During that time, enrolled members of the Osage Indian nation were among the wealthiest people per capita in the world. The rich oil fields beneath their reservation brought millions of dollars into the tribe annually, distributed to tribal members holding "headrights" that could not be bought or sold but only inherited. This vast wealth attracted the attention of unscrupulous whites who found ways to divert it to themselves by marrying Osage women or by having Osage declared legally incompetent so the whites could fleece them through the administration of their estates. For some, however, these deceptive tactics were not enough, and a plague of violent death—by shooting, poison, orchestrated automobile accident, and bombing—began to decimate the Osage in what they came to call the "Reign of Terror." Corrupt and incompetent law enforcement and judicial systems ensured that the perpetrators were never found or punished until the young J. Edgar Hoover saw cracking these cases as a means of burnishing the reputation of the newly professionalized FBI. Bestselling New Yorker staff writer Grann (The Devil and Sherlock Holmes: Tales of Murder, Madness, and Obsession, 2010, etc.) follows Special Agent Tom White and his assistants as they track the killers of one extended Osage family through a closed local culture of greed, bigotry, and lies in pursuit of protection for the survivors and justice for the dead. But he doesn't stop there; relying almost entirely on primary and unpublished sources, the author goes on to expose a web of conspiracy and corruption that extended far wider than even the FBI ever suspected. This page-turner surges forward with the pacing of a true-crime thriller, elevated by Grann's crisp and evocative prose and enhanced by dozens of period photographs.

Dogged original research and superb narrative skills come together in this gripping account of pitiless evil.

Pub Date: April 18, 2017

ISBN: 978-0-385-53424-6

Page Count: 352

Publisher: Doubleday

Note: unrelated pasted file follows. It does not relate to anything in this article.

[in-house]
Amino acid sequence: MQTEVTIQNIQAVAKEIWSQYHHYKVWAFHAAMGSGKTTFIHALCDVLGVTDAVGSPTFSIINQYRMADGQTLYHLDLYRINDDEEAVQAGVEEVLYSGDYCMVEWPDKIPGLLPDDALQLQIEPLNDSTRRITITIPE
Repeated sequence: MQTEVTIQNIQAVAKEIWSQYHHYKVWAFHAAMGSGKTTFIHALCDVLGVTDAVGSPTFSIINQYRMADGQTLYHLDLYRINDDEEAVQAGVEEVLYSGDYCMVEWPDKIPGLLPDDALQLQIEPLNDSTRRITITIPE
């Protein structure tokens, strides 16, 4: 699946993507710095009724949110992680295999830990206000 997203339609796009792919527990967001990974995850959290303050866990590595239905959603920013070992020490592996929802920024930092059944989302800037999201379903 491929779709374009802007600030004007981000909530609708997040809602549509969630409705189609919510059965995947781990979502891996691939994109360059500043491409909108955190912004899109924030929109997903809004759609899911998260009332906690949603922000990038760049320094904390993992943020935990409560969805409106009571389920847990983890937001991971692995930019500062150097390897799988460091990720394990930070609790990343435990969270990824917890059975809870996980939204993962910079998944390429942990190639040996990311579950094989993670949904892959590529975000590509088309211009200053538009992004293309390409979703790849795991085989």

Review Posted Online: Feb. 1, 2017

Kirkus Reviews Issue: Feb. 15, 2017

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NIGHT

The author's youthfulness helps to assure the inevitable comparison with the Anne Frank diary although over and above the...

Elie Wiesel spent his early years in a small Transylvanian town as one of four children. 

He was the only one of the family to survive what Francois Maurois, in his introduction, calls the "human holocaust" of the persecution of the Jews, which began with the restrictions, the singularization of the yellow star, the enclosure within the ghetto, and went on to the mass deportations to the ovens of Auschwitz and Buchenwald. There are unforgettable and horrifying scenes here in this spare and sombre memoir of this experience of the hanging of a child, of his first farewell with his father who leaves him an inheritance of a knife and a spoon, and of his last goodbye at Buchenwald his father's corpse is already cold let alone the long months of survival under unconscionable conditions. 

The author's youthfulness helps to assure the inevitable comparison with the Anne Frank diary although over and above the sphere of suffering shared, and in this case extended to the death march itself, there is no spiritual or emotional legacy here to offset any reader reluctance.

Pub Date: Jan. 16, 2006

ISBN: 0374500010

Page Count: 120

Publisher: Hill & Wang

Review Posted Online: Oct. 7, 2011

Kirkus Reviews Issue: Jan. 15, 2006